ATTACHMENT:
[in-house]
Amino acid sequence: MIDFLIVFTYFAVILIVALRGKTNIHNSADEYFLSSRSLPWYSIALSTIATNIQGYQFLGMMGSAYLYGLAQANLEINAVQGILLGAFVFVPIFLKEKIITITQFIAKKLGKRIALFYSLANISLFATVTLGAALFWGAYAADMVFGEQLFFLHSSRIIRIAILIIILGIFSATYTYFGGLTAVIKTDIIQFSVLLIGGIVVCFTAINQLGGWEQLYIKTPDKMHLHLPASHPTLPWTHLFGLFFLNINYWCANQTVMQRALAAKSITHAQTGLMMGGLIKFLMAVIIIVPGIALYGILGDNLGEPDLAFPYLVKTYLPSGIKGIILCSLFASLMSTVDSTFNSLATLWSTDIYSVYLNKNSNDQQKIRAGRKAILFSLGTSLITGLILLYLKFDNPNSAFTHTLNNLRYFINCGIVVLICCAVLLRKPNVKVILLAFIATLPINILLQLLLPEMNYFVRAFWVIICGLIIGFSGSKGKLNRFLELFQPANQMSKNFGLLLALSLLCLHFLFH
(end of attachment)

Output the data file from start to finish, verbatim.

[in-house]
Amino acid sequence: MIDFLIVFTYFAVILIVALRGKTNIHNSADEYFLSSRSLPWYSIALSTIATNIQGYQFLGMMGSAYLYGLAQANLEINAVQGILLGAFVFVPIFLKEKIITITQFIAKKLGKRIALFYSLANISLFATVTLGAALFWGAYAADMVFGEQLFFLHSSRIIRIAILIIILGIFSATYTYFGGLTAVIKTDIIQFSVLLIGGIVVCFTAINQLGGWEQLYIKTPDKMHLHLPASHPTLPWTHLFGLFFLNINYWCANQTVMQRALAAKSITHAQTGLMMGGLIKFLMAVIIIVPGIALYGILGDNLGEPDLAFPYLVKTYLPSGIKGIILCSLFASLMSTVDSTFNSLATLWSTDIYSVYLNKNSNDQQKIRAGRKAILFSLGTSLITGLILLYLKFDNPNSAFTHTLNNLRYFINCGIVVLICCAVLLRKPNVKVILLAFIATLPINILLQLLLPEMNYFVRAFWVIICGLIIGFSGSKGKLNRFLELFQPANQMSKNFGLLLALSLLCLHFLFH